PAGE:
perfection, the sun's ripening warmth being thrown back from the hot sand.
When I first knew Maresfield church, many years ago, its aged vicar rolled out "Thou shalt do no mur-r-r-der" with an accusing timbre that seemed to bring the sin home to all of us. He had also so peculiar a way of pronouncing "Albert," that his prayer for our rulers seemed to make an invidious distinction, and ask a blessing, not for all, but for all but Edward, Prince of Wales.
Some of the oddest of the composite pietistic names that broke out over England during the Puritan revolution are to be found in Sussex registers. In 1632, Master Performe-thy-vowes Seers of Maresfield married Thomasine Edwards. His full name was too much for the village, and four years later is found an entry recording the burial of "Vowes Seers" pure and simple. The searcher of parish registers from whose articles in the Sussex Daily News I have already quoted, has also found that Heathfield had many Puritan names, among them "Replenished," which was given to the daughter of Robert Pryor in 1600. There was also a Heathfield damsel known as "More-Fruits." Mr. Lower prints the following names from a Sussex jury list in the seventeenth century: Redeemed Compton of Battel, Stand-fast-on-high Stringer of Crowhurst, Weep-not Billing of Lewes, Called Lower of Warbleton, Elected Mitchell of Heathfield, Renewed Wisberry of Hailsham, Fly-fornication Richardson of Waldron, The-Peace-of-God Knight of Burwash, Fight-the-good-fight-of-Faith White of Ewhurst, and Kill-sin Pemble of Withyham. Also a Master More-Fruits Fowler of East Hoathly, for it seems that in such names there was no sex.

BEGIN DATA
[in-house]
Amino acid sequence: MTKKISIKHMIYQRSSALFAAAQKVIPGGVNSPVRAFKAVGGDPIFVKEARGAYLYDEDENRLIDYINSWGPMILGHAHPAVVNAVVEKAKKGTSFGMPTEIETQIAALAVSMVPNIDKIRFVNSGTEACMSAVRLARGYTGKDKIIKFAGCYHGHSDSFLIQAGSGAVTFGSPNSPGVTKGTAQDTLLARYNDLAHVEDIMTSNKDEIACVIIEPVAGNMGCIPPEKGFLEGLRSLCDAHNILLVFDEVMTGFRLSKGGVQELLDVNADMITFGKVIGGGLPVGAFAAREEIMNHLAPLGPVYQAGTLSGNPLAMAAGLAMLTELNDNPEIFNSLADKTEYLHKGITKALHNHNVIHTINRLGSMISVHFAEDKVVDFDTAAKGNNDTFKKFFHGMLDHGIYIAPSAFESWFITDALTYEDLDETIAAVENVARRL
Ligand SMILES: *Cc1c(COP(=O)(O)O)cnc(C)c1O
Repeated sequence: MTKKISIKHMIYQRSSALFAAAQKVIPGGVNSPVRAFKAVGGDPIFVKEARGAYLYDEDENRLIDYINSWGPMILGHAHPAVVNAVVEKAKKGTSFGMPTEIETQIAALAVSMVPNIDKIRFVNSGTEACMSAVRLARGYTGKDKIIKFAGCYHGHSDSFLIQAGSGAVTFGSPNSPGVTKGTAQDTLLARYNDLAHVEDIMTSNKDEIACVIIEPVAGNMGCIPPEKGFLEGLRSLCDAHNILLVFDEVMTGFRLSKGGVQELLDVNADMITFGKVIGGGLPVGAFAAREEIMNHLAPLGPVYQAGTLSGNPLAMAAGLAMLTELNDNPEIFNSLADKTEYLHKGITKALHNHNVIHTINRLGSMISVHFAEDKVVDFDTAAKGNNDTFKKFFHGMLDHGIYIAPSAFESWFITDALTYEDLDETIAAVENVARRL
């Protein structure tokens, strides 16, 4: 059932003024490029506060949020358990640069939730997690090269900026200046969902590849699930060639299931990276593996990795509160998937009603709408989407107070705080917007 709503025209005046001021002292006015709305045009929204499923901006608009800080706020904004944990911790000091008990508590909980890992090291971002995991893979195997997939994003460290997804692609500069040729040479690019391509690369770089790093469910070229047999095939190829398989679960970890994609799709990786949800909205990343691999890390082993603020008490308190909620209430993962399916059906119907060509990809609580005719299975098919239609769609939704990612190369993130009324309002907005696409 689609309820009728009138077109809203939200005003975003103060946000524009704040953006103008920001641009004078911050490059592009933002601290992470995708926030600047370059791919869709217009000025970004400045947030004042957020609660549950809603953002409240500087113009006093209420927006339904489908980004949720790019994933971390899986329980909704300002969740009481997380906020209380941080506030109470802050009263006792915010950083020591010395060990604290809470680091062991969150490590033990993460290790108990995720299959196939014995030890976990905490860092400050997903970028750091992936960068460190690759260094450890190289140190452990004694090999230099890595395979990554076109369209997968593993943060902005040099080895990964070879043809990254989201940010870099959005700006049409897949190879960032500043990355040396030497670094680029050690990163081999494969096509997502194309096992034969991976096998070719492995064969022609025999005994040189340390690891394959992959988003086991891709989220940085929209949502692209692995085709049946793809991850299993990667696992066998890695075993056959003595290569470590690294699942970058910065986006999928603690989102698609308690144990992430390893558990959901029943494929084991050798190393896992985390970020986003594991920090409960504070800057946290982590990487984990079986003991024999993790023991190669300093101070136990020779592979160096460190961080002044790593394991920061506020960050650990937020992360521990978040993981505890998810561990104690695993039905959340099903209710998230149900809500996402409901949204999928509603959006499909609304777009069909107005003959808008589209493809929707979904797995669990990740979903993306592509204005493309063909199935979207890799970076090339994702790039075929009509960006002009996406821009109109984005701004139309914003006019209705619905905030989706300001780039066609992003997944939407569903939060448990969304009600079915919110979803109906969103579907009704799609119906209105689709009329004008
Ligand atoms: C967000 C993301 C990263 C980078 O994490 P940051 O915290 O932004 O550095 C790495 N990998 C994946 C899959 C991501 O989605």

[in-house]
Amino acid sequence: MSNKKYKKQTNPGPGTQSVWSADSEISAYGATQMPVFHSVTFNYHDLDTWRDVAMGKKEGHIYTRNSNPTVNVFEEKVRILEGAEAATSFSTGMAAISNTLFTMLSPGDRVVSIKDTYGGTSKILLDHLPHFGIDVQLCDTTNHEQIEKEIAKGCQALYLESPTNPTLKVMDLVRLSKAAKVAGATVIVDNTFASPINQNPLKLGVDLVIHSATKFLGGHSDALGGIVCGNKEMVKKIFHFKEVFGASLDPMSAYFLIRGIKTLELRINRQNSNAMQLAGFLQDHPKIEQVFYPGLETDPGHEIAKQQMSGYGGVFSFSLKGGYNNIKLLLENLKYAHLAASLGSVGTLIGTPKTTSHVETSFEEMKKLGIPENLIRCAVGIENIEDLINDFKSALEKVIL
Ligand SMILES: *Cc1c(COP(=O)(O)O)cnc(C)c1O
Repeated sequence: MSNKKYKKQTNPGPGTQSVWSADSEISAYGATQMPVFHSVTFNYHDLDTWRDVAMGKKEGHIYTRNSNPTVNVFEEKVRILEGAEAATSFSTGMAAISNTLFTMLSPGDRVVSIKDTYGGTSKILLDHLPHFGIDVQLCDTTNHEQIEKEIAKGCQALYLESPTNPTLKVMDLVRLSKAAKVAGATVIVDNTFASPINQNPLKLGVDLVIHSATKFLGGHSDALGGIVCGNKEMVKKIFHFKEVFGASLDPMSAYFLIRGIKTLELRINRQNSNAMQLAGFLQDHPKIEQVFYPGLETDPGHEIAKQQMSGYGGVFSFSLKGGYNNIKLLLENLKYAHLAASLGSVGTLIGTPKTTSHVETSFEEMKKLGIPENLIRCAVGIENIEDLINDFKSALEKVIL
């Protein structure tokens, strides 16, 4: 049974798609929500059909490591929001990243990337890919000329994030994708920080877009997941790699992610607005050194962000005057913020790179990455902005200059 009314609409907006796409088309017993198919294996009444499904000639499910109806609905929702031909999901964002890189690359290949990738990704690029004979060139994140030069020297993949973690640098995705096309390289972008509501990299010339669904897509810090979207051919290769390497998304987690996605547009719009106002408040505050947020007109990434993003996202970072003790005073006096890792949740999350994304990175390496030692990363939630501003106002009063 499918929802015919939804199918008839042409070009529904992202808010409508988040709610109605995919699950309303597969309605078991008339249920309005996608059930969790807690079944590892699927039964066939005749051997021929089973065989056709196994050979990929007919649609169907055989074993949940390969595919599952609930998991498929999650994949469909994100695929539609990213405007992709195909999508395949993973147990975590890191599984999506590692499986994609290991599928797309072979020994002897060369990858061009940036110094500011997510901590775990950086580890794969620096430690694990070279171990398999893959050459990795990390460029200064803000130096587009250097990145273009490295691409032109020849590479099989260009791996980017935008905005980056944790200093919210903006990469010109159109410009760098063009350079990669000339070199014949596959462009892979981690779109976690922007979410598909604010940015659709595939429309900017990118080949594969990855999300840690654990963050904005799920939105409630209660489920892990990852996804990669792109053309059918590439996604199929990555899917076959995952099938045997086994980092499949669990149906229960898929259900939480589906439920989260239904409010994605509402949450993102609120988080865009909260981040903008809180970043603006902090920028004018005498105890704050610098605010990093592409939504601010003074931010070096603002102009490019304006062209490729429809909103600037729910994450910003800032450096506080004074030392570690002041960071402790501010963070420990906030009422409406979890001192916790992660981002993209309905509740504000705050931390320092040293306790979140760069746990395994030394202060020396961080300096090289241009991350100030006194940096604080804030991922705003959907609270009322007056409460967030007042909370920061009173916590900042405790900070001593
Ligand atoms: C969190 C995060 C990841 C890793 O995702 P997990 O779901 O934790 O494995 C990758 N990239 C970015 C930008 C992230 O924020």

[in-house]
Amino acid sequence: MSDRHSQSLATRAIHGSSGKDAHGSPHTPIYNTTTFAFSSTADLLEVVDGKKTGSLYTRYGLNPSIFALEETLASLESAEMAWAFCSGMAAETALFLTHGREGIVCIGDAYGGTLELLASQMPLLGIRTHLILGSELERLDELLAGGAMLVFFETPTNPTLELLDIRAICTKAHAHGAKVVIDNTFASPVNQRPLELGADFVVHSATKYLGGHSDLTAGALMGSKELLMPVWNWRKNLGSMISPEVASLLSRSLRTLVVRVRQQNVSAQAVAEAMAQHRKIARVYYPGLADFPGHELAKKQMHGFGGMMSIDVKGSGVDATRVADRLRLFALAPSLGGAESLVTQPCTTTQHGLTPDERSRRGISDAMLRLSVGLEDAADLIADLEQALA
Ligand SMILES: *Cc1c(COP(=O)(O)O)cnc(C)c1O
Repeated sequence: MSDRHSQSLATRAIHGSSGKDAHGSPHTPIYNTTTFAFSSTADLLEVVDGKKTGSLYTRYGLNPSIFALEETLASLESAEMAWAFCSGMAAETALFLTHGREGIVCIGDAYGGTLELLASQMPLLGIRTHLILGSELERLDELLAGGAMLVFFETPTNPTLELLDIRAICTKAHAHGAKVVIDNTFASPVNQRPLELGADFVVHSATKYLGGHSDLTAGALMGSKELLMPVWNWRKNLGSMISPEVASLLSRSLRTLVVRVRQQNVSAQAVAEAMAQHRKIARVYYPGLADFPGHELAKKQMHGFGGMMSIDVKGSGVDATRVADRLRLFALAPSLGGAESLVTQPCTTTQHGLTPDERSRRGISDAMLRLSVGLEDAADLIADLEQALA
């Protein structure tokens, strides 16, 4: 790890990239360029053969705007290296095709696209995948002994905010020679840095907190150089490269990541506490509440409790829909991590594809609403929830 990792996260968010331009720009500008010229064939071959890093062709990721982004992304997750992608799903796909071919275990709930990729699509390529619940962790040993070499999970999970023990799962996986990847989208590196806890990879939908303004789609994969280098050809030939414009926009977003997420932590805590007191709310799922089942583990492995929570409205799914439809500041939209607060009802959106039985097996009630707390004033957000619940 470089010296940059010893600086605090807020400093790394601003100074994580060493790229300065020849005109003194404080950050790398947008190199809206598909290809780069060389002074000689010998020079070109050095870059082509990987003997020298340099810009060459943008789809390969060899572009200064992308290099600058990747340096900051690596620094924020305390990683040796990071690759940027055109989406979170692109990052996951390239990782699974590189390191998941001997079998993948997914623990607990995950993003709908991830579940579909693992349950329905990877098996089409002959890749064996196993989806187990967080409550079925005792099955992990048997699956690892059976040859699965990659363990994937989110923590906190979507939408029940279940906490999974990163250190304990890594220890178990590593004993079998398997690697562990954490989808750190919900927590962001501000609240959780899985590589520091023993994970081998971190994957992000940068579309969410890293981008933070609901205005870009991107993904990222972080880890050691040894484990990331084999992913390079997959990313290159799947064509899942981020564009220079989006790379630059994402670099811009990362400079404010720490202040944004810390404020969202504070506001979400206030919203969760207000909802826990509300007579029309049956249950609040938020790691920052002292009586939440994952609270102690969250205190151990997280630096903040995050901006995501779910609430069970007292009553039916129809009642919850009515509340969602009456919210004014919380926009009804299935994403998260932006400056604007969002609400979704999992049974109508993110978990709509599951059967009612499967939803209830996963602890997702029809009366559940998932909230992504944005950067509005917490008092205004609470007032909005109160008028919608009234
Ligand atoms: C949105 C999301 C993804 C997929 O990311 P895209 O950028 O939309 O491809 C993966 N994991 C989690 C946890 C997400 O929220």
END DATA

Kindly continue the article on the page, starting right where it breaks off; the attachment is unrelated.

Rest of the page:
Among the curious Sussex surnames found by the student of the county archives who is quoted above are the following:—